The salty smell of fish fills my nostrils and the hubbub from the traders and buyers invade my ears. Outside the latest catch is being auctioned. It’s so fresh that the fish are still wriggling. Your senses come alive at Dubai’s fish market, the colourful and hectic starting point on this food tour with Arva Ahmed, co-founder of Frying Pan Adventures, the food tour specialists of Dubai.
I first heard of Arva and her food tours when I interviewed journalist, Matthew Teller, about sustainable tourism in the Middle East. He used Frying Pan Adventures as an example of just the sort of independently run tour, giving an insight into local culture, that tourists should support. I had longed to meet Arva and join her on a tour of the city’s old town ever since. So I had high expectations and was more than a little excited at the prospect of their Food Lover’s Early Morning March last month.
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From camels’ heads to coconut water
The tour started early in the morning with a look around the fish market where we are greeted with smiles and smells, although the latter really wasn’t as overwhelming as I had expected. Arva is eager to show us everything, as she explains which fish are sustainable and which are being over fished and should be avoided.
As we head from the fish mongers to the butchers, Arva warns us that the next part of the tour is not for the faint hearted. She isn’t wrong. We see things guaranteed to turn the average westerners’ sanitised supermarket-shopping stomach. In fact the sight of a skinned camel’s head, with its eyes staring and tongue lolling, as it oozed its way slowly sliding down the counter, is enough to put even me off my breakfast… well, almost.
On to the fruit and veg market, refreshment comes in the shape of a coconut, a welcome drink as we make our way past creates of colourful fruit, trays piled high with succulent, glossy dates and stacks of delicious looking honey pots crammed full of nuts.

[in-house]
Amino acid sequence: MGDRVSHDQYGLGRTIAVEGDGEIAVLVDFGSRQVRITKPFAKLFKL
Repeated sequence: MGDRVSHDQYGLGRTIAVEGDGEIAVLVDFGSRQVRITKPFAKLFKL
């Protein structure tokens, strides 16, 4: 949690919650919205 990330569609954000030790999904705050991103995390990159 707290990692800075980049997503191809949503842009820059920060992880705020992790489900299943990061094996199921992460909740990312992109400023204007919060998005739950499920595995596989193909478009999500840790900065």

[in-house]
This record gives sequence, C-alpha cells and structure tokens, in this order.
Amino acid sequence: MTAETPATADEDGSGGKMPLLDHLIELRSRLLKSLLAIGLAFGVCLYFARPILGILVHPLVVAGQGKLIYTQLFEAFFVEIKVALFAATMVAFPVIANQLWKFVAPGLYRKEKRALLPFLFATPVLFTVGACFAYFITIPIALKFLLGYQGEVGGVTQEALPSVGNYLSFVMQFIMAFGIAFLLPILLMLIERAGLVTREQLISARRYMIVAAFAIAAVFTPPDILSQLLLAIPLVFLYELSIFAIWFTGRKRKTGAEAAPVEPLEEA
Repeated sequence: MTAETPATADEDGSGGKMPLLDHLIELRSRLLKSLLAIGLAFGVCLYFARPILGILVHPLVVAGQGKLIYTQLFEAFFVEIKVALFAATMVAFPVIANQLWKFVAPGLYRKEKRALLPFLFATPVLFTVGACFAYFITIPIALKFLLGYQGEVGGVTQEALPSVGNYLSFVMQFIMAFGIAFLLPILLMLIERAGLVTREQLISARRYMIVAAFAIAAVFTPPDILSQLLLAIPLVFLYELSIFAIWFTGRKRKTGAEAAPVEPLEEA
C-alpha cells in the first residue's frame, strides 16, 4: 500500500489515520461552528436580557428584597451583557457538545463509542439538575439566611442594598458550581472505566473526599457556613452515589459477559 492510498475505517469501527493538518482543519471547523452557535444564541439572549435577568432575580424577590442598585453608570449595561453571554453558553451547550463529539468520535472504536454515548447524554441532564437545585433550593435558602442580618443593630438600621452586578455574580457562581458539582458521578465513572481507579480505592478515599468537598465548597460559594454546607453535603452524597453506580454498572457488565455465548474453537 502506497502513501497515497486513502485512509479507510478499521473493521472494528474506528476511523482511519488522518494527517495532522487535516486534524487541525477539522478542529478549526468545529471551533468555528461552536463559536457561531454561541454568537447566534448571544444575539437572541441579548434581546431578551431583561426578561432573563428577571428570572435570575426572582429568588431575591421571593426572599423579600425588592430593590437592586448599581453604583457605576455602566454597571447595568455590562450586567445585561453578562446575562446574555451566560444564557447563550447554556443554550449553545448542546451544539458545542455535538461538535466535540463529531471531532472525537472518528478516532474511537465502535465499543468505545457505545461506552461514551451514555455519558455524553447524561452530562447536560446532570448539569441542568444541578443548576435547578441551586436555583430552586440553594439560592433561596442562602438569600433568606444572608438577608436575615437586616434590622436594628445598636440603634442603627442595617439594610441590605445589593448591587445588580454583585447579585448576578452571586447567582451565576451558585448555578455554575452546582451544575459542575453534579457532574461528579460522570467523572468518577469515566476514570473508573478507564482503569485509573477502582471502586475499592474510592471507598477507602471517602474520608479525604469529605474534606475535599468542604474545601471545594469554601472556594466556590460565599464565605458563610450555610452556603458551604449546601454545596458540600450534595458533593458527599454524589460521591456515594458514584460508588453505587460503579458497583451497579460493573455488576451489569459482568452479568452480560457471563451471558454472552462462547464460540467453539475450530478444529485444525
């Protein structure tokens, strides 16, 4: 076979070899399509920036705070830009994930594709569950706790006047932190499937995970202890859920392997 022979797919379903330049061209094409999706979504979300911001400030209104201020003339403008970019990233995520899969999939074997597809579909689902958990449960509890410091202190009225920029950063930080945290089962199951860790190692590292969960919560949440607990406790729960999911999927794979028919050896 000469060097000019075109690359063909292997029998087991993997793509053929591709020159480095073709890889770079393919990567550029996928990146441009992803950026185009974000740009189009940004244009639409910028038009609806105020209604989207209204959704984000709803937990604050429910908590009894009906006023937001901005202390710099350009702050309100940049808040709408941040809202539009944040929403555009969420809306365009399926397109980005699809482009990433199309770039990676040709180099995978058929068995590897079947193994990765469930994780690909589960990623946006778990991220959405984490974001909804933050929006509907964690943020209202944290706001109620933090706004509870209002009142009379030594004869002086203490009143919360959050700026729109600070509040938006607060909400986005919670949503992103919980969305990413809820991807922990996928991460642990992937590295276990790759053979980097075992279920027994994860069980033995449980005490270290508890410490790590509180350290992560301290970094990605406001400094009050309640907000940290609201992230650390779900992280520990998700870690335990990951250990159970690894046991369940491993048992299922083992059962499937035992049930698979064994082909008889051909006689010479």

Dubai Creek and the Textile Souk
From the markets, a short drive brings us to the creek, where we catch an abra, a motorised Middle Eastern wooden boat; a chance to see the city from a different viewpoint.
We continue on foot through the textile souk where around the next corner we’re transported to India as a hidden alley leads us behind a Hindu temple. We pass stalls selling fragrant strands of jasmine to pin in your hair and vibrant marigold garlands and other colourful offerings to the Gods. Stepping out into the full glare of the sun I find myself by an Islamic mosque. The two religions appear comfortable as neighbours.
Breakfast at Creekside Café
Back by the waterfront are tummies are eager for breakfast and we stop at what is now my favourite Dubai eatery, the Creekside Café. In a simple setting they offer a fabulous menu of fusion cuisine inspired by local ingredients and Emirati culinary traditions. I opt for French Toast, which may not sound particularly exciting but it is outstanding – the perfect mix of textures and tastes – strawberries, blackberries and pomegranate seeds, with home-made smoked date jam and whipped cream atop Arabic coffee custard french toast served with a pot of sour pomegranate syrup on the side – superb.
As well as a much-needed caffeine fix in the shape of a cappuccino, I also enjoy a cheerful looking glass of rose iced tea, made from the well-loved Middle Eastern ingredient, rose buds. It’s a deliciously refreshing drink.